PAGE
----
Thursday, January 21, 2016

iCloud calendar invitations have been broken for five years and nobody has noticed

I’m not sure what’s more amazing — that this has been broken for five years, or that someone once thought this was a clever idea, or that almost no-one understands what’s wrong…

Warning: iCloud Calendar invitations have unpre... | Apple Support Communities

I suspect few people use iCloud Calendar invitations — or else we'd all know about this. It's not a new behavior, it was first documented in 2011. It's still true.

It's important to know about this.

When you send an event invitation to an email address iCloud will look up the person associated with that email address (possibly using Contacts). If that person has an iCloud email address then the invitation will go to their iCloud calendar. No email will be generated. If they don't actually use that iCloud calendar they will never see the invitation.

If the invited person does not have an iCloud address in contacts then an email will be generated.

So if you invite with a gmail address, and iCloud finds an iCloud address associated with the gmail address Contact (see update for correction), no email will be sent to Google Calendar. Instead an iCloud Calendar event will be created.

There is such a thing as being too clever.

Some details are here: http://apple.stackexchange.com/questions/27449/icloud-calendar-not-sending-invit es/29970

I discovered this while doing research for a book on using smartphones to support independent living for special needs teens and adults. Using my sister’s iCloud calendar I invited myself using my gmail address. I didn’t get an email, and her iCloud account didn’t show a sent message. Google found the 2011 StackExchange comment so I checked my unused iCloud calendar. There was the event, waiting acceptance.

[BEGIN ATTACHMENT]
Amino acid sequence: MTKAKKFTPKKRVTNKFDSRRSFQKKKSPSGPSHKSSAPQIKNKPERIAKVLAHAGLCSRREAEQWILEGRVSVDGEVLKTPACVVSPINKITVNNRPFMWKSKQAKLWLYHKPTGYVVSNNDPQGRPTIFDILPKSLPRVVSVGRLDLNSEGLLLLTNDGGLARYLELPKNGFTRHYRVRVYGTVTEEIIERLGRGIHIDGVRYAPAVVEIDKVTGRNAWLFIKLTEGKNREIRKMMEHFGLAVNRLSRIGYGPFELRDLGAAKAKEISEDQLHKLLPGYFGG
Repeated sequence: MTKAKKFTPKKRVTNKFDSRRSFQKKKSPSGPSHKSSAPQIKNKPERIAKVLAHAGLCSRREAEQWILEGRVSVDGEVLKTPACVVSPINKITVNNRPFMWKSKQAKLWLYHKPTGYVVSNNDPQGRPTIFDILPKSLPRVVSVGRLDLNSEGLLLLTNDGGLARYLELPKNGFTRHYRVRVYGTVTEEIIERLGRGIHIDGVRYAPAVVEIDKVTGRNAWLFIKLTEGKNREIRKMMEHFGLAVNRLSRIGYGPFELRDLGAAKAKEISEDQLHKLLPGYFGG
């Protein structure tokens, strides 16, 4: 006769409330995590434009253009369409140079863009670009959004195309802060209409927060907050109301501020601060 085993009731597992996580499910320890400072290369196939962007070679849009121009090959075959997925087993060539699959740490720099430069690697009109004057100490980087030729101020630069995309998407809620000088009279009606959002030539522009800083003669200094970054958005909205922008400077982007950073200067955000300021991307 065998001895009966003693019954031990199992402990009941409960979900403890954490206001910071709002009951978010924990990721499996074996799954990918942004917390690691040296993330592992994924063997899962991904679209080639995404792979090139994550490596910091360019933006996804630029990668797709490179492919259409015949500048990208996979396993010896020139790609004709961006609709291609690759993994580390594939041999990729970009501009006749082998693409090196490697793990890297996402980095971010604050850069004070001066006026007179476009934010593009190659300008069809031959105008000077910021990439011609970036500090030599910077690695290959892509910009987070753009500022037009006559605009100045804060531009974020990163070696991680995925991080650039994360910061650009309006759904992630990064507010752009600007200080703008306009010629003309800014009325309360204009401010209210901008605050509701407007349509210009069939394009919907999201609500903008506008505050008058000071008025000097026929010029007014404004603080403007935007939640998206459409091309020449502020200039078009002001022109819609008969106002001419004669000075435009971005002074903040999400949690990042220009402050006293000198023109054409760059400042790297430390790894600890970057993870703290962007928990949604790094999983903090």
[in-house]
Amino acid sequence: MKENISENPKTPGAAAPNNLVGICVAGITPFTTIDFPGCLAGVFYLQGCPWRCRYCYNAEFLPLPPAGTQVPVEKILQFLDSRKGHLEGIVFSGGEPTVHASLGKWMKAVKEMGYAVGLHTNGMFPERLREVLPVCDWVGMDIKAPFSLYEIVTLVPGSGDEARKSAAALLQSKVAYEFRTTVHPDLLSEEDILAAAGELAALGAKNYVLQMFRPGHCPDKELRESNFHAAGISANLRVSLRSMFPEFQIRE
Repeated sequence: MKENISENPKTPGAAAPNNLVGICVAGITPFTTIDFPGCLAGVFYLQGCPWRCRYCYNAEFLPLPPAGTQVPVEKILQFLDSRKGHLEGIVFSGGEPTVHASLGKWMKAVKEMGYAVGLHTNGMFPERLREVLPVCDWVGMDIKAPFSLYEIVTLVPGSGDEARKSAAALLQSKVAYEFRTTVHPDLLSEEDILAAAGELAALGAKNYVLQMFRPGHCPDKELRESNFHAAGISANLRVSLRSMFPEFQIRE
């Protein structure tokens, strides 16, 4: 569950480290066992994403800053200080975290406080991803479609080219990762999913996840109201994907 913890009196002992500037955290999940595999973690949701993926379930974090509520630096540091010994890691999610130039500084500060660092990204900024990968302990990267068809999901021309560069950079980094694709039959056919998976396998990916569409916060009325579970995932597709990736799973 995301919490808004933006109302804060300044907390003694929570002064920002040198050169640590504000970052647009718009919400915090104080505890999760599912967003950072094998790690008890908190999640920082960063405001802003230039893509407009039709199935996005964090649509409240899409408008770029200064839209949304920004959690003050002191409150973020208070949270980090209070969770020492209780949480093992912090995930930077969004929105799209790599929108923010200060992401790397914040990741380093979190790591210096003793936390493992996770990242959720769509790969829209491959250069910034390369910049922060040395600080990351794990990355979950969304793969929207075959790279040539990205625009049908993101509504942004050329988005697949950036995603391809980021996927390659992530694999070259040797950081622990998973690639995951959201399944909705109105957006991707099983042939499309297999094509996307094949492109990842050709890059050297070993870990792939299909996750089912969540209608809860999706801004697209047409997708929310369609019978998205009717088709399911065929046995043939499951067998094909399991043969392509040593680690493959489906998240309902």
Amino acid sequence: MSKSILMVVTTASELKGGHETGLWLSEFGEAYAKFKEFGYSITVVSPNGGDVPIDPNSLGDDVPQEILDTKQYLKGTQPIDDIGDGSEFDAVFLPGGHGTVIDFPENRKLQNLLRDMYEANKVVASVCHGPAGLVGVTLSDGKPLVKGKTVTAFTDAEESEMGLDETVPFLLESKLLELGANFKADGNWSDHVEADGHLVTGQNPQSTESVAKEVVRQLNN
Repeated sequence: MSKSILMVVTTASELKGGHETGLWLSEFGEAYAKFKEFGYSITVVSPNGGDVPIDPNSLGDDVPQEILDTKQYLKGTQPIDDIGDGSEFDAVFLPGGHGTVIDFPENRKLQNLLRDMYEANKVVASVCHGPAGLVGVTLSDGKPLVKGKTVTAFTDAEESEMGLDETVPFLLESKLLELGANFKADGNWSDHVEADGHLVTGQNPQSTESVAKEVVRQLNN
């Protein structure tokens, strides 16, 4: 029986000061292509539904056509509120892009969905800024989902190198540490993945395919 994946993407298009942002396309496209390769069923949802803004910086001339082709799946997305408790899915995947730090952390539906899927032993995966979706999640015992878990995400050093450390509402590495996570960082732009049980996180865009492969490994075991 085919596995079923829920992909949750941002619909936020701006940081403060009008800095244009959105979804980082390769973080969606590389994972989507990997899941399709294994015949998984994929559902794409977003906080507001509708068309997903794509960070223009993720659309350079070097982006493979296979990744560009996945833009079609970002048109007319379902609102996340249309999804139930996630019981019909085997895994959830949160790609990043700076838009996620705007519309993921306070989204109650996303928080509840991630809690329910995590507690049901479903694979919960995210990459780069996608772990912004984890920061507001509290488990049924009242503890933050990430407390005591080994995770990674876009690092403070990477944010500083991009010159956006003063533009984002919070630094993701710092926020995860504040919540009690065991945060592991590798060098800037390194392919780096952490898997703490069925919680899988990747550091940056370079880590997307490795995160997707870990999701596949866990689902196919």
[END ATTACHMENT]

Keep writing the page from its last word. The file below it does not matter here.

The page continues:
A wonderful example of how being clever can be stupid.

Update 1/22/2016

A family member tells me her iCloud invitations appear to recipients with a name that is only associated with the Apple ID she uses for iTunes purposes — because it’s on her credit card.

This suggests the AppleID lookup is based on the email address associated with one’s Apple ID, not on anything in Contacts.app. I visited the AppleID associated with the iCloud calendar that my test invitation appeared on, and it is associated with two non-Apple email addresses. One of them is the gmail address I used in the test invitation.

Note that many people have multiple Apple IDs. I have four. More, Apple now allows one to have an Apple ID with a non-iCloud email address. Note also that it’s been four years since Cook promised Apple would find a way to merge Apple IDs.

This is my new “Apple FUBAR” example.

Update 11/30/2016

Apple has introduced a new Advanced preference setting to iCloud Calendar (web only) that may have been created to fix this problem. They recommend receiving event invitations by email — “if your primary calendar is not iCloud”. Yes, it’s bizarre that this refers to how an iCloud calendar receives invitations, but I think it turns off Apple’s obscure redirect mechanism.

Screen Shot 2016 11 30 at 7 32 12 PM

Tuesday, January 19, 2016

Quicken for Mac 2015 is not a bad application

I was once an enthusiastic user of Quicken for DOS — despite an annoying tendency to database corruption. Each month I’d receive a 3.5” diskette of credit card data and I’d update our accounts. Quicken for Windows had more bugs, but I stuck with it.